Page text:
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Transl Res. 2018 Apr;194:36-55. doi: 10.1016/j.trsl.2017.12.004. Epub 2018 Jan 12.

Image analysis and machine learning for detecting malaria.

Author information

1
U.S. National Library of Medicine, National Institutes of Health, Bethesda, Maryland.
2
Mahidol-Oxford Tropical Medicine Research Unit, Mahidol University, Bangkok, Thailand.
3
Mahidol-Oxford Tropical Medicine Research Unit, Mahidol University, Bangkok, Thailand; Centre for Tropical Medicine and Global Health, Nuffield Department of Medicine, University of Oxford, Oxford, UK; Harvard TH Chan School of Public Health, Harvard University, Boston, Massachusetts.
4
U.S. National Library of Medicine, National Institutes of Health, Bethesda, Maryland. Electronic address: stefan.jaeger@nih.gov.

Abstract

Malaria remains a major burden on global health, with roughly 200 million cases worldwide and more than 400,000 deaths per year. Besides biomedical research and political efforts, modern information technology is playing a key role in many attempts at fighting the disease. One of the barriers toward a successful mortality reduction has been inadequate malaria diagnosis in particular. To improve diagnosis, image analysis software and machine learning methods have been used to quantify parasitemia in microscopic blood slides. This article gives an overview of these techniques and discusses the current developments in image analysis and machine learning for microscopic malaria diagnosis. We organize the different approaches published in the literature according to the techniques used for imaging, image preprocessing, parasite detection and cell segmentation, feature computation, and automatic cell classification. Readers will find the different techniques listed in tables, with the relevant articles cited next to them, for both thin and thick blood smear images. We also discussed the latest developments in sections devoted to deep learning and smartphone technology for future malaria diagnosis.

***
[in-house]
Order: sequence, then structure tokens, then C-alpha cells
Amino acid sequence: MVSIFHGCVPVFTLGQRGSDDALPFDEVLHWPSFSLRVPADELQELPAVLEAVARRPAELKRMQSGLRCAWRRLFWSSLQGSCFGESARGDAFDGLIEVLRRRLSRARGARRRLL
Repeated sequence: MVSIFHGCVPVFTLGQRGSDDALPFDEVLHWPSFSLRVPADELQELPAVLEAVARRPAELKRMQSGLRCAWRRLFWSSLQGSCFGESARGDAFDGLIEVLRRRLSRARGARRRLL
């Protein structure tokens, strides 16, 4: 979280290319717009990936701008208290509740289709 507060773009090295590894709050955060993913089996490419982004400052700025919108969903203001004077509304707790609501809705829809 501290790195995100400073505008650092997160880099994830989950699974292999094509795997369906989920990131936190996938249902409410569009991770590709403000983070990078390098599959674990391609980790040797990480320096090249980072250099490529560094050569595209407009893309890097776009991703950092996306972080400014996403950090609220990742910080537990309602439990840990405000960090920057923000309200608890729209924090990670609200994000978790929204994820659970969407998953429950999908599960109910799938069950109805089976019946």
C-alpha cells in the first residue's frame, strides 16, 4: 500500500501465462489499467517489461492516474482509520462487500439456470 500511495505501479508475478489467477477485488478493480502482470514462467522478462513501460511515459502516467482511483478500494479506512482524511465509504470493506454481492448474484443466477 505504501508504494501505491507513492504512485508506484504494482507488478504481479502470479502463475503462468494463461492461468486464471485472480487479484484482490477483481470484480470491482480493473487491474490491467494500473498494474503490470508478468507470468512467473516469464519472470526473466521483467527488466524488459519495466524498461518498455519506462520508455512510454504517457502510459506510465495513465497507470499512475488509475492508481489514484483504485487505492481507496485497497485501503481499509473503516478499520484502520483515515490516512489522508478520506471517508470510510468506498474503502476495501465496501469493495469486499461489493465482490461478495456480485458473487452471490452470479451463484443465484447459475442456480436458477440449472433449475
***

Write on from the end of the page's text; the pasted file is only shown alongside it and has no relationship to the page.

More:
PMID:
29360430
PMCID:
PMC5840030
[Available on 2019-04-01]
DOI:
10.1016/j.trsl.2017.12.004
[Indexed for MEDLINE]
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